Bill Goodwin

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For other people named Bill Goodwin, see William Goodwin (disambiguation).
Bill Goodwin
Bill Goodwin 1951.JPG
Goodwin in 1951
Born William Nettles Goodwin
(1910-07-28)July 28, 1910
San Francisco, California, U.S.
Died May 9, 1958(1958-05-09) (aged 47)
Palm Springs, California, U.S.
Cause of death Heart attack
Resting place Desert Memorial Park in Cathedral City, California
Occupation Radio announcer and actor of film and television
Years active 1941-1958
Spouse(s) Philippa Hilber (b. 1918- d. 1996)
Children Bill Goodwin
Jill Goodwin
Lynn Goodwin
Sara Goodwin Mizen

William Nettles Goodwin, known as Bill Goodwin (July 28, 1910 - May 9, 1958),[1] was for many years the announcer and a recurring character of the Burns and Allen radio program, and subsequently The George Burns and Gracie Allen Show on television from 1950-1951. Upon his departure, he was replaced by Harry von Zell.

Early years[edit]

A native of San Francisco, California,[2] Goodwin attended the University of California.[3] He acted in stage productions on the West Coast before he began working in radio in 1930. His initial work on the air was at a station in Portland, Oregon. It was followed by stints at stations in Sacramento, California, and Los Angeles, California.[4]


Goodwin was known for frequently promoting the item sold by the sponsor of the show (Swan Soap or Maxwell House Coffee, among others, on radio; Carnation Evaporated Milk on television). He was effective on radio in doing "integrated commercials," (the first announcer to do so[4]) in which the advertisement was deftly woven into the show's storyline. Goodwin was best known for his amiable and fun-loving personality, for his persona on air as a 'ladies' man,' and for joking around about George Burns's appearance and age. Ironically, he died more than thirty-seven years before George Burns.

In 1945, Goodwin was the "featured comedian" as a regular on The Frank Sinatra Show.[5] In 1947, he had his own program.[6] The Bill Goodwin Show, a situation comedy, was also known as Leave It to Bill. It ran April 26-December 13, 1947.[7]

He was also the announcer for the Blondie radio program.[8]


Goodwin was the host of television shows, including Colgate Theatre,[9] It Pays to Be Married,[10] Penny to a Million[4] and Dollar a Minute. His last job as announcer was for NBC Radio's The Bob Hope Show (1953–1955). Not long before his death, Goodwin appeared as Ed Weston in two episodes of the short-lived CBS sitcom, The Eve Arden Show.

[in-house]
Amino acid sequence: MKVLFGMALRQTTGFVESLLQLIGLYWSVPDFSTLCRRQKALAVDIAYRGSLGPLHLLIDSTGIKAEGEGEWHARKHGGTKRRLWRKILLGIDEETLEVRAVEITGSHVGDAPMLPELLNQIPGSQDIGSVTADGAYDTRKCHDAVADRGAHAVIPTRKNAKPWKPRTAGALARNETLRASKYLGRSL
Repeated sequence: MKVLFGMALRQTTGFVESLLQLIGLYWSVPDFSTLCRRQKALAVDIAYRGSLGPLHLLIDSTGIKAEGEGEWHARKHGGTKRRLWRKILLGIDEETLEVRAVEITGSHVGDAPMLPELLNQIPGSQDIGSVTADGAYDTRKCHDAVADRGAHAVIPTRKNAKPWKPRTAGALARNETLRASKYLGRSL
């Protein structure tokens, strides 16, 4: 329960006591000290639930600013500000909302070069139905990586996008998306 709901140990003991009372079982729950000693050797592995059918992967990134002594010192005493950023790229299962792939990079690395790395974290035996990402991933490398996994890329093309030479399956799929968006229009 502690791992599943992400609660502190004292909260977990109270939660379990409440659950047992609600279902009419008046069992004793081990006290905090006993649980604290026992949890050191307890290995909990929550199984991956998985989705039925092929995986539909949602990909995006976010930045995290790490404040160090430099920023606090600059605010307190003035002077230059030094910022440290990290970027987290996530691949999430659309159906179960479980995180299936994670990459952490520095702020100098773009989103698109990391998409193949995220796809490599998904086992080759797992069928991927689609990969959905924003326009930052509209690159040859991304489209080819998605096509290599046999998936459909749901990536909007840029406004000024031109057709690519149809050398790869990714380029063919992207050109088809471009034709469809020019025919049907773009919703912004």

Goodwin acted in several movies, including The Stork Club (1945), The Jolson Story (1946), Jolson Sings Again (1949) and The Big Beat (1958) with fellow Burns and Allen regular Hans Conried.

He played the role of Sherman Billingsley in The Stork Club (1945) and that of the hotel detective in Hitchcock's Spellbound (also 1945) and appeared with Doris Day in Tea for Two (1950). His last major role was as the narrator for the animated television cartoon Gerald McBoing-Boing.

Walk of Fame[edit]

Goodwin was inducted into the radio portion of the Hollywood Walk of Fame February 8, 1960. His star is at 6810 Hollywood Boulevard.[11]


Goodwin was married to actress Phillippa Hilber. They had four children:[12] Jill, Lynn, Sally, and Bill Jr.[3] His son is jazz drummer Bill Goodwin.


Goodwin was found dead in his car on May 9, 1958, at the age of 47 after a heart attack in Palm Springs, California.[13] He is interred at the Desert Memorial Park[1] in Cathedral City, California.

Partial filmography[edit]


  1. ^ a b Palm Springs Cemetery District, "Interments of Interest"
  2. ^ Mann, May (August 27, 1942). "Going Hollywood". The Ogden Standard-Examiner. p. 13. Retrieved July 22, 2015 – via  open access publication - free to read
  3. ^ a b "Radio Veteran Bill Goodwin Found Dead". Eugene Register-Guard. May 9, 1958. Retrieved 23 July 2015. 
  4. ^ a b c Kleiner, Dick (June 11, 1955). "The Marquee". The La Crosse Tribune. p. 7. Retrieved July 22, 2015 – via  open access publication - free to read
  5. ^ "Y&R Seeks Dana Andrews" (PDF). Radio Daily. January 12, 1945. p. 5. Retrieved 22 July 2015. 
  6. ^ Ackerman, Paul (May 10, 1947). "Bill Goodwin". Billboard. p. 11. Retrieved 22 July 2015. 
  7. ^ Dunning, John. (1998). On the Air: The Encyclopedia of Old-Time Radio. Oxford University Press. ISBN 978-0-19-507678-3. P. 89.
  8. ^ Rathbun, Joe (October 6, 1940). "Joe's Radio Parade". The Times Recorder. p. 8. Retrieved July 22, 2015 – via  open access publication - free to read
  9. ^ "Bill Goodwin, 47, Announcer on Radio, Dies". Chicago Tribune. May 10, 1958. Retrieved 22 July 2015. 
  10. ^ Witte, Lawrence (June 29, 1955). "TV-Radio News Bits". The Evening Independent. p. 15. Retrieved July 22, 2015 – via  open access publication - free to read
  11. ^ "Bill Goodwin". Hollywood Walk of Fame. Retrieved 22 July 2015. 
  12. ^ Wilk, Ralph (February 18, 1945). "Los Angeles" (PDF). Radio Daily. p. 4. Retrieved 22 July 2015. 
  13. ^ "Bill Goodwin Dies of Heart Attack". Desert Sun. May 9, 1958. 

External links[edit]